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Closing Thoughts: Being Intentional About Diversity, Equity, and Inclusion

Closing Thoughts: Being Intentional About Diversity, Equity, and InclusionRecent events in the United States have confirmed that systemic racism continues to exist and that tragedies such as the current COVID-19 pandemic take a greater toll on communities of color. If we are to stamp out these racial inequities permanently, it follows that we all need to come together to demand change from our civic leaders. And, individually, regardless of the color of our skin, each of us has an important role in this systemic change.

In 2018, the Society of Women Engineers added Diversity and Inclusion as a fourth goal to our Society strategic plan. We stated that “SWE will champion diversity in the engineering and technology professions and will promote an inclusive environment.” There are several objectives under that goal, including having our membership match the diversity of the engineering profession and fostering an inclusive culture to increase the diversity of the Society’s leadership. We recognized that as a diversity organization, we needed to practice what we preached to employers and university partners. In short, we needed to do more. A good start, but I will be the first to admit we have fallen short.

Following the killing of George Floyd, the Society issued a statement condemning his murder, and we discussed collectively turning our pain into purpose. While many members were proud to see SWE take a stand in support of the Black community, many members also pointed out that we needed to start by looking within SWE. Examples such as the lack of diversity on the board of directors or exclusionary behavior at local section events were brought to our attention. FY21 President Heather Doty vowed to lead our efforts to be much more intentional about our diversity, equity, and inclusion efforts, beginning immediately.

First steps

We started by making a commitment to add at least one woman of color to the FY21 board of directors. A call for nominations was opened and, despite the short window, more than 50 nominations were received. Last month, the board of directors unanimously approved the appointment of two special directors: Rose-Margaret Ekeng-Itua, Ph.D., and Maisha Gray-Diggs, Ph.D. We are excited to have them join the board, and we welcome their much-needed insight and expertise.

We heard members tell us in no uncertain terms that this is for the Society’s leadership to rectify and not a problem for the women of color to fix.

We also recognized that we needed to listen more and that we needed more diverse voices providing feedback to our board of directors. So, on July 22, we conducted two Listening Town Halls to hear directly from our members of color on their experiences in SWE and what we needed to do to improve the SWE experience for women of color, both locally and at the Society level. More than 180 members joined us that day to share and provide feedback. I will admit that much of the feedback was hard to hear. But we need to know where we are if we are to eliminate the inequities within the Society.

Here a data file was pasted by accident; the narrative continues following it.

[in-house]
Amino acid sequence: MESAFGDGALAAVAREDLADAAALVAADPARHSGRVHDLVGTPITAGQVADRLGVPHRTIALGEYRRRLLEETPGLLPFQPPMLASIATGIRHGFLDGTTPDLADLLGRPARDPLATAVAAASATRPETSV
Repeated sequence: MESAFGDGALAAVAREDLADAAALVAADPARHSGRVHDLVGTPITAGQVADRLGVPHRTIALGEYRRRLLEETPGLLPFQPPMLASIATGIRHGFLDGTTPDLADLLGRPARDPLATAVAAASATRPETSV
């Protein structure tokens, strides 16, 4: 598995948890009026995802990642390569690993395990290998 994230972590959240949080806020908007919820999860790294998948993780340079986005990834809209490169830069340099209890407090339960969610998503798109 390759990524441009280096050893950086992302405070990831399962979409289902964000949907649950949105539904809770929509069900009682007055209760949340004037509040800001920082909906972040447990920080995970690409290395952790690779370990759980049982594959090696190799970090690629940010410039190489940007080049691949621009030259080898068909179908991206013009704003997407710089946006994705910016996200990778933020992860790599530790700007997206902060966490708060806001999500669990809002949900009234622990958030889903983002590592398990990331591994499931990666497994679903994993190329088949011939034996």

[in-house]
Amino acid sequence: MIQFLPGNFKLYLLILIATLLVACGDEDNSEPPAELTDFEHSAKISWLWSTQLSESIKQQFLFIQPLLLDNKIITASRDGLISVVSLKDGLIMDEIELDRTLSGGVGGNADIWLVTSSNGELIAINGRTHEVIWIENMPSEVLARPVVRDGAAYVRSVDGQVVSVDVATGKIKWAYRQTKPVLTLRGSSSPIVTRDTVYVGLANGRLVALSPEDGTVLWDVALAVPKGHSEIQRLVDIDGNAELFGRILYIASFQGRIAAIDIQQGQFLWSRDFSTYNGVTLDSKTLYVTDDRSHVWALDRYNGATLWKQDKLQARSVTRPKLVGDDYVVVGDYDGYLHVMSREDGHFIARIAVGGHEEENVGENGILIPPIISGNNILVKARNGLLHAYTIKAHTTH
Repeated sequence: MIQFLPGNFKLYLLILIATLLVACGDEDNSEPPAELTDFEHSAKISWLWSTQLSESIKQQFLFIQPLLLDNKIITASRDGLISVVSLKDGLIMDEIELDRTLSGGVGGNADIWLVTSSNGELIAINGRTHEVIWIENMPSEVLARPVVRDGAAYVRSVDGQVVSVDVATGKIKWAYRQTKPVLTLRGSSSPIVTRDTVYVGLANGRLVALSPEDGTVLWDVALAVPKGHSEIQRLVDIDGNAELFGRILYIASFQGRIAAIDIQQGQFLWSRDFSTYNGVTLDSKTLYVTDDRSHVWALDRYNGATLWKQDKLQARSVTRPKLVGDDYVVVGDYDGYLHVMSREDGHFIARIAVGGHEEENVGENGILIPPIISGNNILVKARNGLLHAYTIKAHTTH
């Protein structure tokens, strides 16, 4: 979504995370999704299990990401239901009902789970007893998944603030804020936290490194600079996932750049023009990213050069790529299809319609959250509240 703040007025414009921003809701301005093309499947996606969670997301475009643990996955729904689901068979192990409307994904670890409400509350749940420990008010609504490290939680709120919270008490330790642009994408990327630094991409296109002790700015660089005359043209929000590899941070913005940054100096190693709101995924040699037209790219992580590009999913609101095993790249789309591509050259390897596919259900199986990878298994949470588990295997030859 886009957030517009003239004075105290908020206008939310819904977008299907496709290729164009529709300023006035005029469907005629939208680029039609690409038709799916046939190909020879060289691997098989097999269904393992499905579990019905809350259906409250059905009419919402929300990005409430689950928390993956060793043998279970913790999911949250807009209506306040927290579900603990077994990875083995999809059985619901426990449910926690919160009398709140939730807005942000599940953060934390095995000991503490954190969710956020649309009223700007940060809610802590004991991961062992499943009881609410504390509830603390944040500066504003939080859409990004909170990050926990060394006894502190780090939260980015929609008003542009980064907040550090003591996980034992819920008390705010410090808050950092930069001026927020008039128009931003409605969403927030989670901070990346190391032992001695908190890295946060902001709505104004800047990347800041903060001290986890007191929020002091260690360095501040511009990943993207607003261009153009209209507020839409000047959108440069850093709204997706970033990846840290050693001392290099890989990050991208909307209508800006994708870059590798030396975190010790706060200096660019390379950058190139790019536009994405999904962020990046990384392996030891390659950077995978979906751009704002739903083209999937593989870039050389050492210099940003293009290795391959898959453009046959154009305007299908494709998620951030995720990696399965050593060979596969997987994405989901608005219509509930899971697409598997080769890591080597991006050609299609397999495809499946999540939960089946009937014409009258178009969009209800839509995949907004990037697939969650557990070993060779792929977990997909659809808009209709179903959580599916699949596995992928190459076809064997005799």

We heard members tell us in no uncertain terms that this is for the Society’s leadership to rectify and not a problem for the women of color to fix. We agree 100%, but we want you at the table sharing your voice and keeping us accountable. Both SWE’s board and staff will be using the feedback we received to develop our action plan. Though the sessions were recorded, we will report out on the discussions only in the aggregate, and the recordings will not be made public because we wanted to create a safe space so members could feel comfortable sharing.

We want to make sure that every member feels welcome and included, whether at a local Section event, on a committee, or at Society-level events. Nothing less is acceptable.

One outcome is clear: At all levels of the Society, training is needed for our leaders on intentional inclusion. We took a first step by hosting a Facebook live discussion on July 9 titled “Let’s Talk: Allyship for Black Engineers and Technologists” (https://bit.ly/3gGzs2W). This is just a first step. The Society is currently meeting with several subject matter experts to help us develop training and a dissemination plan for leadership at all levels within the organization. We want to make sure that every member feels welcome and included, whether at a local section event, on a committee, or at Society-level events. Nothing less is acceptable.

The Society will also be looking at our leadership pipeline and the diversity of our committees, abstract reviewers, and awards and scholarship judges. We want to make sure that speakers, award recipients, and scholarship recipients reflect the diversity of our membership and the profession. This will include making sure that the mentorship and sponsorship of diverse members is intentional. Having diverse voices engaged across the Society will help us avoid our blind spots and be a truly inclusive organization.

We all have a role to play in eliminating systemic racism. I ask all of our members to join in helping SWE be a place where ALL women in engineering, regardless of skin color, feel part of our community. 

In the words of Maya Angelou, “in diversity there is beauty and there is strength.” Let’s make our SWE community strong!

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